I realize that games aren't books, and we should have different expectations, but the best games still seem to be about on par with mediocre books in terms of character development, emotional impact, and philosophical content.

    I think games ought to take some inspiration from the anime industry; there's a whole lot of bad anime, but there is also some great anime, and I think part of the reason why is that the people in charge are willing to take risks and explore complex issues, and they trust their viewers to "get it". (This can result in bad anime as often as good anime, but the industry on the whole seems to encourage risk-taking, whereas the game industry does not.)

    I don't play a lot of games, so it may be that I'm just not aware of the rare gems out there. Riven is the best example I can think of off the top of my head as a game that made me think deeper thoughts (and I don't mean the puzzles). Some of the Zeldas have been pretty good overall (though all of them are rather silly at times, and perhaps a little too predictable). I have heard good things about Ico and Shadow of the Colossus, though I haven't actually played either.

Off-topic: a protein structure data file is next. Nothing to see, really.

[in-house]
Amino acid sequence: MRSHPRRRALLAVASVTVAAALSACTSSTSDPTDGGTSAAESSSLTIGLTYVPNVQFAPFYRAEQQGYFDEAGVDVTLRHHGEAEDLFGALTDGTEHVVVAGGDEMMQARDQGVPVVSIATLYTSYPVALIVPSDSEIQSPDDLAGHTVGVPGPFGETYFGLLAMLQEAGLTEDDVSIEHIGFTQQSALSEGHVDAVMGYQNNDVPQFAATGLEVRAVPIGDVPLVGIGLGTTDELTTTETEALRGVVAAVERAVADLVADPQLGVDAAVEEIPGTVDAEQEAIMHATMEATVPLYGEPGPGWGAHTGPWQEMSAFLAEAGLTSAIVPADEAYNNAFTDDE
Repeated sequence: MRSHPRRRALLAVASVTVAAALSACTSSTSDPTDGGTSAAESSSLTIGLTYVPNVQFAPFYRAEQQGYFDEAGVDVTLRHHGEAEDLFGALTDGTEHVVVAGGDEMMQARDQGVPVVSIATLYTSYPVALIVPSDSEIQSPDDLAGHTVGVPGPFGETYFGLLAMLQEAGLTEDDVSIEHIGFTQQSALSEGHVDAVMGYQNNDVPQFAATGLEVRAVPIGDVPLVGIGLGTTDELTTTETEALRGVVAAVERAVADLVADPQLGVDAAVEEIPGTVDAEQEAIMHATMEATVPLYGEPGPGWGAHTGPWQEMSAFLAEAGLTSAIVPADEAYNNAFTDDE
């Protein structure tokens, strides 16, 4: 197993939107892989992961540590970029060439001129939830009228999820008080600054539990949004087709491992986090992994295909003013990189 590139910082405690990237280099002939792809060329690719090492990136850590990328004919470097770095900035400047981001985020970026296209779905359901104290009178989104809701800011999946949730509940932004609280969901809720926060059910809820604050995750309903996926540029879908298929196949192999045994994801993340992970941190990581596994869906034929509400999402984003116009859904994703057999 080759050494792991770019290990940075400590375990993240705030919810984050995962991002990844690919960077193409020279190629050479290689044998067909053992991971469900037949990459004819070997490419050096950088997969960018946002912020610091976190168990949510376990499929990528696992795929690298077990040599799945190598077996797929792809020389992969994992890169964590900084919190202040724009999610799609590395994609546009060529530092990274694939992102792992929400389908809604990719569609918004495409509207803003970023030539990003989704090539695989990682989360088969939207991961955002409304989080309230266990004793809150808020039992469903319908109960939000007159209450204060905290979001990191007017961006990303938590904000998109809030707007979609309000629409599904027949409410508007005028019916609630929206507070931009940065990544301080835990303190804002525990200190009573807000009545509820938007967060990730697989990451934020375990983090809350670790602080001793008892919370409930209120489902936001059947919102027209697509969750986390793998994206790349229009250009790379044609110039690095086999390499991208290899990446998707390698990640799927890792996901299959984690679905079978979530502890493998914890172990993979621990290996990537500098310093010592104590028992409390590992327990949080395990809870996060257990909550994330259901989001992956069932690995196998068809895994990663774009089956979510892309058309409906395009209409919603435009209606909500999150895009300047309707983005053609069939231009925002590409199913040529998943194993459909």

If anyone has any great suggestions for what they think is the video-game equivalent of, say, Pachabell's canon, or Michaelangelo's David, or the Notre Dame cathedral, or the Rime of the Ancient Mariner, please enlighten me with your suggestions.

    • by lgw (121541)

      A terrific novel, painting, or sculpture can be the work of one artist for less than a year. This makes art with no commercial value practical. It's only a matter of time before games reach the same stage, once the tools stop changing (of course, interactive fiction is already there, but few people think of that genre these days).

    • Re: (Score:3, Insightful)

      by grumbel (592662)

      I can't think of any game on par with The Lord of the Rings

      If am to believe Wikipedia, Lord of the Ring took around 12 years to write and that is without ever having to think about gameplay, technology or other stuff that games have to worry about. The game industry just hasn't existed long enough and technology hasn't been stable enough to allow any work of such proportions to exist (aside from Duke Nukem Forever of course). But we still have games like The Longest Journey, it might not be Lord of the Rings, but its 'close enough' to at least demonstrate that such

      • by j1m+5n0w (749199)

        It's interesting that the opposite argument was expressed in a separate reply: that books can be written by one person in a short length of time, whereas games require a large team (and a lot of money up front).

        Maybe you're right about the stability of technology; it's hard to spend a long time working on a game because then it will be "obsolete" before it goes on sale. That may be part of the difference between anime and games; the technology of the former does not change as fast.

        I have not played The

  • and stop looking at other people to validate you.

"Don't worry about people stealing your ideas. If your ideas are any good, you'll have to ram them down people's throats." -- Howard Aiken